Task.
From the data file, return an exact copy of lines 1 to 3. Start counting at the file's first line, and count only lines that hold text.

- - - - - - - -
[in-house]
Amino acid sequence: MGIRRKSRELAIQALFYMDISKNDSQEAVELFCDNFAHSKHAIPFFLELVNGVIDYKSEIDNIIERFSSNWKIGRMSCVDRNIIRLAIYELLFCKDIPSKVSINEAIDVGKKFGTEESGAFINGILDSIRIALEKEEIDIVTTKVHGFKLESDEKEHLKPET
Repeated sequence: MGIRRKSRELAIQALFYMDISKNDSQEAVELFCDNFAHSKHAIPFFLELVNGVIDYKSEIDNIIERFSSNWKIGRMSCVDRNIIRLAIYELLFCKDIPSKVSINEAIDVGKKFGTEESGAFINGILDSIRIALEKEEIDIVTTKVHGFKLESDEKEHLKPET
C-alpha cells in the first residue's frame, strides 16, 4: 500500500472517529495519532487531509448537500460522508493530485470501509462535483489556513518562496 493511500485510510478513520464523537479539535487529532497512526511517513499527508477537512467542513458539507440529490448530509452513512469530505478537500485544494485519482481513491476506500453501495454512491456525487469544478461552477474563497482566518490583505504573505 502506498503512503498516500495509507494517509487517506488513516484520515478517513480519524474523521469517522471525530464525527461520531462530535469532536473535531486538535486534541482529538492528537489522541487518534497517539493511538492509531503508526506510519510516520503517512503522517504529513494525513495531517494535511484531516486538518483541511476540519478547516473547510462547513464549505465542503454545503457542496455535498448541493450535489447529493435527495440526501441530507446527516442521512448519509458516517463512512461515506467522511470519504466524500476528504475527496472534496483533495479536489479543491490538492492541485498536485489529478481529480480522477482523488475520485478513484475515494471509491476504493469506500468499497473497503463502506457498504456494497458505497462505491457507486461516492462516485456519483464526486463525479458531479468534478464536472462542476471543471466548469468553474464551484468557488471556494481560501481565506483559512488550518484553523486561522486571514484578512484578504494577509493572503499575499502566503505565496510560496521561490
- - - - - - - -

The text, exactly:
[in-house]
Amino acid sequence: MGIRRKSRELAIQALFYMDISKNDSQEAVELFCDNFAHSKHAIPFFLELVNGVIDYKSEIDNIIERFSSNWKIGRMSCVDRNIIRLAIYELLFCKDIPSKVSINEAIDVGKKFGTEESGAFINGILDSIRIALEKEEIDIVTTKVHGFKLESDEKEHLKPET
Repeated sequence: MGIRRKSRELAIQALFYMDISKNDSQEAVELFCDNFAHSKHAIPFFLELVNGVIDYKSEIDNIIERFSSNWKIGRMSCVDRNIIRLAIYELLFCKDIPSKVSINEAIDVGKKFGTEESGAFINGILDSIRIALEKEEIDIVTTKVHGFKLESDEKEHLKPET